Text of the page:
I technically spent about a year of my life as a “single mother.” The night before we left, I knew it was our last night. I knew that in the morning, if God provided an opportunity, I had to get us out. There was no other option at that point, and so the girl who was a virgin when she got married and the woman who didn’t believe in divorce, packed spent four terrified hours the next morning packing cereal, clothes, and diapers into laundry baskets. I then buckled my 6-month-old son and barely 2-year-old daughter into their car seats, locked the door, and we left.
For the next year, I dealt with aftermath of leaving a domestic abuse situation. Of leaving a spouse. Of walking through Walmart with two kids and no ring on my finger. Of trying to find full time work, take care of my kids, figure out what I was doing with my marriage, how to survive, how to not go back, to not become depressed, to not make bad choices (I did, unfortunately!). Eventually, we moved off of my sister’s futon (all three of us) and we were able to move back into the house that I owned. I was working as a paramedic full time while nursing, cloth diapering, and now had the title of “divorcee.” I was, officially, a Single Mom.
I heard a lot of things, like that I was sinning to not go back, and that it doesn’t matter what the other person does–I need to just keep forgiving. I heard that no one would ever want me because I was a mother. I heard that if I did allow a man into my life at some point, I was a bad mother and that my children wouldn’t be safe. I also heard people tell me that they were sorry they never realized what had been going on for almost 5 years, or that they knew what had been going on and were sorry that they never said anything. I heard people tell me that they were really proud of me, because they grew up watching domestic violence in their home and that it was a horrifying experience to grow up in.
There are a lot of curious people when someone becomes a single parent. A lot of people that want to know what’s going on, to judge either in support or attack, to make commentaries and speculations…but there aren’t a lot of people who want to help. All of the sudden, when you are a single parent (whether married or not–I was a single mom long before I left), simple tasks like grocery shopping and mowing your lawn become a really big deal. You can’t leave the kids home or unattended while you do these things. Errands like mailing a package become much more difficult when you have to hold two children. Even if you are lucky enough to have childcare so you can work, when you come back home, your work doesn’t end because you are still mom and the only adult responsible for the upkeep of the home, bills, and family.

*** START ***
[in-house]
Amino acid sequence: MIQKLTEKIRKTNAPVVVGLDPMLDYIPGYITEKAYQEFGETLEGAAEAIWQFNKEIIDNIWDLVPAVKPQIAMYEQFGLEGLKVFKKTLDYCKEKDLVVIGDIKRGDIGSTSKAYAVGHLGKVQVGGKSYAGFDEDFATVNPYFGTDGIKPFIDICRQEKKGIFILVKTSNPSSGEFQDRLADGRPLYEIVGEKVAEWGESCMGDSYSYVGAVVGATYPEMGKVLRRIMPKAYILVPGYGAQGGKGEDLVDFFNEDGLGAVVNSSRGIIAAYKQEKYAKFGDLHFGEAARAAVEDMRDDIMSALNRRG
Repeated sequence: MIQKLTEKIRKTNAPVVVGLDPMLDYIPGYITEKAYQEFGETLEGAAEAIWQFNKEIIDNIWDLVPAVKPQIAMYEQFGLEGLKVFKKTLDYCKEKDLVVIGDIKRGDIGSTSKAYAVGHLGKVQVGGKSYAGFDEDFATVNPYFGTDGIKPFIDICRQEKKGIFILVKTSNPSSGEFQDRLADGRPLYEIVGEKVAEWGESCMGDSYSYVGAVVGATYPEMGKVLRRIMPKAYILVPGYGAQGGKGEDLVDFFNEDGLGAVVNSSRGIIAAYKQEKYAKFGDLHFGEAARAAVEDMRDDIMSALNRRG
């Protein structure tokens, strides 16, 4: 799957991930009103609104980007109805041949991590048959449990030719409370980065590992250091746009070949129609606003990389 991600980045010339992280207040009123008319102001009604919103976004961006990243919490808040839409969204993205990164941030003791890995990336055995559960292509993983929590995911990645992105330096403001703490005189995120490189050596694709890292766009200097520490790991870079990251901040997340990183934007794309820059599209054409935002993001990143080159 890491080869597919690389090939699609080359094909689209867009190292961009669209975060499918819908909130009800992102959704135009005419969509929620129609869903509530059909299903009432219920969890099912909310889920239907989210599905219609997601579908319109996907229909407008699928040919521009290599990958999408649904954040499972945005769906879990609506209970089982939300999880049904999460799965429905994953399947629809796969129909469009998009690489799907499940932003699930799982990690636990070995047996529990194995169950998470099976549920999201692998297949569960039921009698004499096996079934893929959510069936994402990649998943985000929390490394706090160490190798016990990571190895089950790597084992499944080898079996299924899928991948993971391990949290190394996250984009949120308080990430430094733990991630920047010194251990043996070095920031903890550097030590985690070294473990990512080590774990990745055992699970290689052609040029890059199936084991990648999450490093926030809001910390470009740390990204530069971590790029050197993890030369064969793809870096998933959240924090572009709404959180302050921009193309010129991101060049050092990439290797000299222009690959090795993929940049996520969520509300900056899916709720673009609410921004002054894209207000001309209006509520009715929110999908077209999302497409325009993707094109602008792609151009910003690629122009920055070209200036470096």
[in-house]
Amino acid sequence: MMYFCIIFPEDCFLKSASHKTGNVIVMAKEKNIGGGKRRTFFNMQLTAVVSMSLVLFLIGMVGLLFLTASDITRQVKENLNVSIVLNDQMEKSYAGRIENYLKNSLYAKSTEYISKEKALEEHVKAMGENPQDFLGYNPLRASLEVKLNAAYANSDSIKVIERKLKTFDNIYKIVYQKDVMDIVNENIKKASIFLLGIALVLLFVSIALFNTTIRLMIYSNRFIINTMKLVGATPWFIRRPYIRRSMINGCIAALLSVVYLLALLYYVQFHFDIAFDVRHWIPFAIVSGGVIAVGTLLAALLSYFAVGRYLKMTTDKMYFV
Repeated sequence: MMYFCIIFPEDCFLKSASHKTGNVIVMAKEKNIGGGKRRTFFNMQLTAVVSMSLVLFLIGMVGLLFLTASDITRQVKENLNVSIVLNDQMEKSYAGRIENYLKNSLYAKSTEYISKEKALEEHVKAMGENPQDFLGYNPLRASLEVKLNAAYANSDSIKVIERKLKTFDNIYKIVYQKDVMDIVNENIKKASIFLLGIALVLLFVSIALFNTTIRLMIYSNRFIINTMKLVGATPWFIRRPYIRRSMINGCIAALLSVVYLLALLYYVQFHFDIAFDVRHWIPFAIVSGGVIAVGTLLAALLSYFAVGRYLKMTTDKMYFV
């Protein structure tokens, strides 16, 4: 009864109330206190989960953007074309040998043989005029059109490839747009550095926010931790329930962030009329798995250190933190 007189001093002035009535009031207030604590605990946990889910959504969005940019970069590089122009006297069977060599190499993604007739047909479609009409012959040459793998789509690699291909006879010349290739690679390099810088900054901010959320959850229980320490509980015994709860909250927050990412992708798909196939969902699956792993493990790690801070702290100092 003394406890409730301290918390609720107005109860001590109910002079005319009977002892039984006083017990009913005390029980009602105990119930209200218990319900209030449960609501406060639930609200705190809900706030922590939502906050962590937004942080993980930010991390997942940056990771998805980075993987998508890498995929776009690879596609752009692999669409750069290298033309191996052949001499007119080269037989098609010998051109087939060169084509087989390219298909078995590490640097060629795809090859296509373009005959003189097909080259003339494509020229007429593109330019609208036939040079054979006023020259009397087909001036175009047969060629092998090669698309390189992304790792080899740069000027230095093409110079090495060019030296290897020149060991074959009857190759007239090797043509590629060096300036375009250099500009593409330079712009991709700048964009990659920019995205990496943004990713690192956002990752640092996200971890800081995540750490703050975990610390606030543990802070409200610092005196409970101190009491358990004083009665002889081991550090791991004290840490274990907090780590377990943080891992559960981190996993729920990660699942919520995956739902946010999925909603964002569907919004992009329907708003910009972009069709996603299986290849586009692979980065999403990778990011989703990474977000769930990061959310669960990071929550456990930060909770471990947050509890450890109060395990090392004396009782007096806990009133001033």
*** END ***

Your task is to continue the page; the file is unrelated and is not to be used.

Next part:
The worst part is when 9pm hits. All of the sudden, everything stops. Everything is quiet, and you are alone. This is when it’s easiest to fall into depression, to make bad choices out of your loneliness, to not take care of yourself and get the rest you need because you don’t want to go to bed alone.
So to everyone who knows a single parent, lend a hand. Bring a meal. Watch the kids so she can buy groceries. Help mow the lawn. Call her at 9pm, or better yet, show up with a movie and chocolate. And more than anything, tell that mom that you love her, and give her a hug. She may not have heard it for a long time, and she may not have been touched by anyone over the height of 3 feet all week. You can make a huge difference in the life of a mother or father, just by simply being there.